Are Your Gums Healthy? Tips to Improve Gum Health

Did you know that two in five US adults over the age of 30 has some form of gum disease?5 While the condition is common, failing to spot and treat the causes of gum disease early can put you at risk of developing periodontitis – the leading cause of tooth loss for adults.1,6 It could also jeopardize your health in general, as severe gum disease has been associated with other diseases, such as heart disease and stroke.2,7

Knowing what healthy gums look and feel like will help you keep your dental health in good shape and help you to spot the early signs of gum disease. Should you notice any changes to your gums, contact your dental professional.

What Healthy Gums Look Like

Healthy gums are pink and firm to the touch. Unhealthy gums are typically red, swollen, bleed during brushing and flossing, and may start pulling away from your teeth. Your dentist or dental hygienist is the best person to speak to for a professional gum disease exam.

Symptoms of Gum Disease

When your gums bleed, it’s a warning sign that you may have gum disease. Plaque build-up on your teeth can causes your gums to become red, swollen and prone to bleeding, which can lead to gingivitis. If caught in its early stages, gingivitis can be prevented by twice daily brushing and flossing. You should also see your dentist to check the problem hasn’t created further complications. Bad breath can also be symptomatic of unhealthy gums.

What Causes Unhealthy Gums?

In most cases, dental hygiene is at the root of gum problems. If plaque – a sticky, transparent film that coats the teeth – is not effectively brushed, flossed and rinsed away it can lead to irritation, inflammation and bleeding gums.2

Smoking increases your risk of gum disease twofold, while poor nutrition, medical conditions like diabetes or cardiovascular disease) and a family history of periodontitis, obesity and stress can all be risk factors for developing gum disease.3 Certain medications can also affect your oral health and may contribute to your risk of gum disease.

How Can You Improve Your Gum Health?

Brushing, flossing and seeing a dental professional for regular cleanings is the routine you need to help prevent and reverse early-stage gum disease.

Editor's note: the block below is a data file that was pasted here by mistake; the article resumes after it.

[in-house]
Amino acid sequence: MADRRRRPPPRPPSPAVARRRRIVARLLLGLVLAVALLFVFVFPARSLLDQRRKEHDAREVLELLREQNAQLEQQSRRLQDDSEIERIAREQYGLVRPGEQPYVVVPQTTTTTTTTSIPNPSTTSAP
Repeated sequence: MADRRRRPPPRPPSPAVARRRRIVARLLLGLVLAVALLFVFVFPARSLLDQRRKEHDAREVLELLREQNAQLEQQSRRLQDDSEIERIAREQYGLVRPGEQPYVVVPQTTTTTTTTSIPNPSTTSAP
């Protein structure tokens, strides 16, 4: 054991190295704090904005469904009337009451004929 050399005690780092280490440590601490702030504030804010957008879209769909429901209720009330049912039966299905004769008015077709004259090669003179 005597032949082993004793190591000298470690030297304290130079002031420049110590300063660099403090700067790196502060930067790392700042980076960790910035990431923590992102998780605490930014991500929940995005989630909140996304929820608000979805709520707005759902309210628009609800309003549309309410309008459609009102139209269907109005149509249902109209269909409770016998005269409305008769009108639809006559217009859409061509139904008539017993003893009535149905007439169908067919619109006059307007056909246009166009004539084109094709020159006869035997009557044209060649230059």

Brush twice daily with a stannous fluoride toothpaste such as Parodontax Complete Protection that kills and removes plaque with brushing and always follow the instructions given by your dental professional to care for your teeth and mouth. Don’t forget to brush your tongue, as it can also harbor odor-causing bacteria.3

Regular dental appointments are key to identifying early gum disease symptoms. The quicker problems are identified, the easier it can be to resolve gum disease at home by brushing and flossing.

A gum-friendly diet will be packed with plenty of calcium, fiber-rich fruits and vegetables, plus foods containing vitamin C.4 Eating bell peppers, broccoli, brussels sprouts, oranges and strawberries will help keep your gums and teeth clean and healthy.4

Drink plenty of fluoridated water, which helps swish away harmful plaque bacteria and prevent tooth decay.

What a Periodontist Can Do for You

A periodontist is someone who specializes in the prevention, diagnostic exam and treatment of periodontal disease. If you are concerned you could be developing gum disease, consult a dental professional about making an appointment with a periodontist to further discuss your symptoms. In addition to your dentist, a periodontist will be able to advise you on the best course of action for looking after your oral health.


  1. Periodontal (Gum) Disease. National Institute of Dental and Craniofacial Research. Accessed 6/13/2023.
  2. Periodontitis. Mayo Clinic. Accessed 6/13/2023.
  3. Gum Disease Risk Factors. American Academy of Periodontology. Accessed 6/13/2023.
  4.  The Best and Worst Foods for Your Teeth. University of Rochester Medical Center.
    . Accessed 6/13/2023.
  5. Periodontal Disease in Adults (Age 30 or Older). National Institute of Dental and Craniofacial Research. Accessed 9/21/23.
  6. Periodontal (Gum) Disease. National Institute of Dental and Craniofacial Research. Accessed 9/21/23.
  7. Gum disease and heart disease: The common thread. Harvard Health Publishing. Accessed 9/21/23.

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